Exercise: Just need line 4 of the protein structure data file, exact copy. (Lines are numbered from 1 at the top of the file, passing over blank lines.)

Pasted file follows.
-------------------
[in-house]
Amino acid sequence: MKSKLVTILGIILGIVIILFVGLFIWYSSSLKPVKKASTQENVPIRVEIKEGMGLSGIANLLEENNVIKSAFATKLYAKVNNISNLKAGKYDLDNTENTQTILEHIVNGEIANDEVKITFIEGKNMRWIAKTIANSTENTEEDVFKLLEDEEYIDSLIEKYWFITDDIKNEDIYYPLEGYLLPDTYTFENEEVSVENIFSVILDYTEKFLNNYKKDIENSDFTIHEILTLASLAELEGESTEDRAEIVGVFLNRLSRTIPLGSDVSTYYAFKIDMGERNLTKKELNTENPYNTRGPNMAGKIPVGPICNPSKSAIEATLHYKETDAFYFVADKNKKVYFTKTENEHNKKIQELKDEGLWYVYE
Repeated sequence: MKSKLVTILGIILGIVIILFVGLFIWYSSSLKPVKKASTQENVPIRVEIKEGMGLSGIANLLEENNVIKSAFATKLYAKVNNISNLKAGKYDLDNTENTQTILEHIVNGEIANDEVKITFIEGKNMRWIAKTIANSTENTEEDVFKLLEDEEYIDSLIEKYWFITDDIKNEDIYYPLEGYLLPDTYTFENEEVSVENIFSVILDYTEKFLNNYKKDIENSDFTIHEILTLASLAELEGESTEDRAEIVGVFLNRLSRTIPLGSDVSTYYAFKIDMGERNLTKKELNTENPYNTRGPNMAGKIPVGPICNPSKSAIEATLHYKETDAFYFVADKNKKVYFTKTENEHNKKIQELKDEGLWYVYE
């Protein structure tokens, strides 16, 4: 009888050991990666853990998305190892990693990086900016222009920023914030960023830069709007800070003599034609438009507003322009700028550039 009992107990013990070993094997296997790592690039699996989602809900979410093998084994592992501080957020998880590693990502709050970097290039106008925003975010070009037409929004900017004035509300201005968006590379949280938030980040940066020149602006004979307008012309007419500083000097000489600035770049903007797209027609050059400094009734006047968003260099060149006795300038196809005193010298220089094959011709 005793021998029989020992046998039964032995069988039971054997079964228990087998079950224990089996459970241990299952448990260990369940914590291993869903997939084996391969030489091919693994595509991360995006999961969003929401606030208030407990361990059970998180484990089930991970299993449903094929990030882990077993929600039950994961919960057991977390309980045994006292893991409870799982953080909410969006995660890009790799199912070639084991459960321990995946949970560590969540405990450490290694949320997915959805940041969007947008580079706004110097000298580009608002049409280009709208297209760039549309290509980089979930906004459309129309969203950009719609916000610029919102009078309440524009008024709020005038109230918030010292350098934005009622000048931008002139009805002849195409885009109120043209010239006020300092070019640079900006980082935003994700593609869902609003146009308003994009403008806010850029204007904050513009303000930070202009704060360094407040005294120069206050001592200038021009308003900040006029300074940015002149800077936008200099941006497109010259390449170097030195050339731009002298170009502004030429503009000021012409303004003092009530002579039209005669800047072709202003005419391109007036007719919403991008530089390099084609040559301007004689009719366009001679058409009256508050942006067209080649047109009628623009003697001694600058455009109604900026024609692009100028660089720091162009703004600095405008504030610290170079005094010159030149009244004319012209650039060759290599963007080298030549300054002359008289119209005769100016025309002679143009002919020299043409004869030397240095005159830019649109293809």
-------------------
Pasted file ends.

């Protein structure tokens, strides 16, 4: 009888050991990666853990998305190892990693990086900016222009920023914030960023830069709007800070003599034609438009507003322009700028550039 009992107990013990070993094997296997790592690039699996989602809900979410093998084994592992501080957020998880590693990502709050970097290039106008925003975010070009037409929004900017004035509300201005968006590379949280938030980040940066020149602006004979307008012309007419500083000097000489600035770049903007797209027609050059400094009734006047968003260099060149006795300038196809005193010298220089094959011709 005793021998029989020992046998039964032995069988039971054997079964228990087998079950224990089996459970241990299952448990260990369940914590291993869903997939084996391969030489091919693994595509991360995006999961969003929401606030208030407990361990059970998180484990089930991970299993449903094929990030882990077993929600039950994961919960057991977390309980045994006292893991409870799982953080909410969006995660890009790799199912070639084991459960321990995946949970560590969540405990450490290694949320997915959805940041969007947008580079706004110097000298580009608002049409280009709208297209760039549309290509980089979930906004459309129309969203950009719609916000610029919102009078309440524009008024709020005038109230918030010292350098934005009622000048931008002139009805002849195409885009109120043209010239006020300092070019640079900006980082935003994700593609869902609003146009308003994009403008806010850029204007904050513009303000930070202009704060360094407040005294120069206050001592200038021009308003900040006029300074940015002149800077936008200099941006497109010259390449170097030195050339731009002298170009502004030429503009000021012409303004003092009530002579039209005669800047072709202003005419391109007036007719919403991008530089390099084609040559301007004689009719366009001679058409009256508050942006067209080649047109009628623009003697001694600058455009109604900026024609692009100028660089720091162009703004600095405008504030610290170079005094010159030149009244004319012209650039060759290599963007080298030549300054002359008289119209005769100016025309002679143009002919020299043409004869030397240095005159830019649109293809």